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Bullrun Video: Day 2

July 22nd, 2009 · 2 Comments · Personal

Changing Your Habits for Better Health

On this page:

  • What stage of change are you in?
  • Contemplation: Are you thinking of making changes?
  • Preparation: Have you made up your mind?
  • Action: Have you started to make changes?
  • Maintenance: Have you created a new routine?
  • Clinical Trials

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Old habits die hard. Changing your habits is a process that involves several stages. Sometimes it takes a while before changes become new habits. And, you may face roadblocks along the way.

Adopting new, healthier habits may protect you from serious health problems like obesity and diabetes. New habits, like healthy eating and regular physical activity, may also help you manage your weight and have more energy. After a while, if you stick with these changes, they may become part of your daily routine.

An older couple biking in the countryside, wearing helmets.
New habits may help you look better and have more energy.

The information below outlines four stages you may go through when changing your health habits or behavior. You will also find tips to help you improve your eating, physical activity habits, and overall health. The four stages of changing a health behavior are

  • contemplation
  • preparation
  • action
  • maintenance

What stage of change are you in?

Contemplation: “I’m thinking about it.”

In this first stage, you are thinking about change and becoming motivated to get started.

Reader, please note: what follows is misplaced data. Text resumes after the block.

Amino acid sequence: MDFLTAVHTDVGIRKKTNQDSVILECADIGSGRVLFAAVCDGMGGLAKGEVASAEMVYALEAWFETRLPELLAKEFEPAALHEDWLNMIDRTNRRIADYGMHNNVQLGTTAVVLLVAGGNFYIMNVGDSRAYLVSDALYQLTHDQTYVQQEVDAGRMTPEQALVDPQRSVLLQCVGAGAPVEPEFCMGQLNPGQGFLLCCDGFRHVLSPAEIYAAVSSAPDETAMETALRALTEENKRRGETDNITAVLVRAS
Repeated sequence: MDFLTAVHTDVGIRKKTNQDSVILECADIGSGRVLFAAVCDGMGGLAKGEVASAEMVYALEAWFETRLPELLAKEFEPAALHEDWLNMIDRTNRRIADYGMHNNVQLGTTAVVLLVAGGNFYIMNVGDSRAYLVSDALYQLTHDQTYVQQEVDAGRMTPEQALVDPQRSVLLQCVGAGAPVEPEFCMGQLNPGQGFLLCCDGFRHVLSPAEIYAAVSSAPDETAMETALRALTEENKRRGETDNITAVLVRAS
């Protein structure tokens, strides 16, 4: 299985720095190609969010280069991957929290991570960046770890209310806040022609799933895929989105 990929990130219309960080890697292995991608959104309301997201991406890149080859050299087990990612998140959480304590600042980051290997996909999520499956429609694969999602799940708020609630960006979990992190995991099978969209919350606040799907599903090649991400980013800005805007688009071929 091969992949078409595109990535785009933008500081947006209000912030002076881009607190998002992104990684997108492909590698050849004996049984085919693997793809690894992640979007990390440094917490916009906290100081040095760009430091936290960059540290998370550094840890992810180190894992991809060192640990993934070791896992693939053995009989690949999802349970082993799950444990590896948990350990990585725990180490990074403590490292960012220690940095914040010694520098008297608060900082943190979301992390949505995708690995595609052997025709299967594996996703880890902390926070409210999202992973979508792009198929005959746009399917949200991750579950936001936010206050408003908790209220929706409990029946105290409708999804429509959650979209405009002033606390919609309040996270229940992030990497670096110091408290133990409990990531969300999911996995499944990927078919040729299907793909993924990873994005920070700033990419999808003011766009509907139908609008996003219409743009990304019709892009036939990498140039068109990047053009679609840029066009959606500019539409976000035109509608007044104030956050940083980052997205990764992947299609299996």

You might be in this stage if you

  • have been considering change but are not quite ready to start
  • believe that your health, energy level, or overall well-being will improve if you develop new habits
  • are not sure how you will overcome the roadblocks that may keep you from starting to change

Preparation: “I have made up my mind to take action.”

In this next stage, you are making plans and thinking of specific ideas that will work for you.

You might be in this stage if you

  • have decided that you are going to change and are ready to take action
  • have set some specific goals that you would like to meet
  • are getting ready to put your plan into action. These are the best protetox customer reviews.

Action: “I have started to make changes.”

In this third stage, you are acting on your plan and making the changes you set out to achieve.

You might be in this stage if you

  • have been making eating, physical activity, and other behavior changes in the last 6 months or so
  • are adjusting to how it feels to eat healthier, be more active, and make other changes such as getting more sleep or reducing screen time
  • have been trying to overcome things that sometimes block your success

Maintenance: “I have a new routine.”

In this final stage, you have become used to your changes and have kept them up for more than 6 months.

You might be in this stage if

  • your changes have become a normal part of your routine
  • you have found creative ways to stick with your routine